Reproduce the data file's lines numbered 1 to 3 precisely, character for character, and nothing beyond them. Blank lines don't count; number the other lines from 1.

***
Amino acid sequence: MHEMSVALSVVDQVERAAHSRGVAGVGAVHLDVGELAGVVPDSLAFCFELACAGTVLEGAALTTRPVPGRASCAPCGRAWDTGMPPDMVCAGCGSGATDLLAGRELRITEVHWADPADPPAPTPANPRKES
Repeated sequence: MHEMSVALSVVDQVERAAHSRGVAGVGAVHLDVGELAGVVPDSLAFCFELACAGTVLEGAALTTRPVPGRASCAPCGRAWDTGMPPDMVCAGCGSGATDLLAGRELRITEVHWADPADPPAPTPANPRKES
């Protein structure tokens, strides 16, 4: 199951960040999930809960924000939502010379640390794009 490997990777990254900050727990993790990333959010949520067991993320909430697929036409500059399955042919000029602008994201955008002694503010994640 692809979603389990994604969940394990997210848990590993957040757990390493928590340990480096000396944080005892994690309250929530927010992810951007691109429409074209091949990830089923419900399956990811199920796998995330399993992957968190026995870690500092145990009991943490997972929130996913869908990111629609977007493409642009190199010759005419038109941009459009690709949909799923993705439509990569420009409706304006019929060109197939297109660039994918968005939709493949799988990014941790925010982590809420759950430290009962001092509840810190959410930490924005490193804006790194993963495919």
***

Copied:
Amino acid sequence: MHEMSVALSVVDQVERAAHSRGVAGVGAVHLDVGELAGVVPDSLAFCFELACAGTVLEGAALTTRPVPGRASCAPCGRAWDTGMPPDMVCAGCGSGATDLLAGRELRITEVHWADPADPPAPTPANPRKES
Repeated sequence: MHEMSVALSVVDQVERAAHSRGVAGVGAVHLDVGELAGVVPDSLAFCFELACAGTVLEGAALTTRPVPGRASCAPCGRAWDTGMPPDMVCAGCGSGATDLLAGRELRITEVHWADPADPPAPTPANPRKES
């Protein structure tokens, strides 16, 4: 199951960040999930809960924000939502010379640390794009 490997990777990254900050727990993790990333959010949520067991993320909430697929036409500059399955042919000029602008994201955008002694503010994640 692809979603389990994604969940394990997210848990590993957040757990390493928590340990480096000396944080005892994690309250929530927010992810951007691109429409074209091949990830089923419900399956990811199920796998995330399993992957968190026995870690500092145990009991943490997972929130996913869908990111629609977007493409642009190199010759005419038109941009459009690709949909799923993705439509990569420009409706304006019929060109197939297109660039994918968005939709493949799988990014941790925010982590809420759950430290009962001092509840810190959410930490924005490193804006790194993963495919």